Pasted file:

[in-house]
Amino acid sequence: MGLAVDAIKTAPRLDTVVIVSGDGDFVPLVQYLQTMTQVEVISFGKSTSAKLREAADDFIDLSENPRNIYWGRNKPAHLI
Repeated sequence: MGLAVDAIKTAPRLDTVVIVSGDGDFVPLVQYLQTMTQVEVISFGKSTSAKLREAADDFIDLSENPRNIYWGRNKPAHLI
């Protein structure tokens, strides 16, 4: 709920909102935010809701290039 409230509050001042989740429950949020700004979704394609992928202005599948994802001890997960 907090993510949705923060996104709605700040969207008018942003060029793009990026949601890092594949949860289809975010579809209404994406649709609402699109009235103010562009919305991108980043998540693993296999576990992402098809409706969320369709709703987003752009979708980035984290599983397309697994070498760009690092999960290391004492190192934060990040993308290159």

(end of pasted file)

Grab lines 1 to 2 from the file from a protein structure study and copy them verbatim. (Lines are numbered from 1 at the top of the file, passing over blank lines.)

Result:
[in-house]
Amino acid sequence: MGLAVDAIKTAPRLDTVVIVSGDGDFVPLVQYLQTMTQVEVISFGKSTSAKLREAADDFIDLSENPRNIYWGRNKPAHLI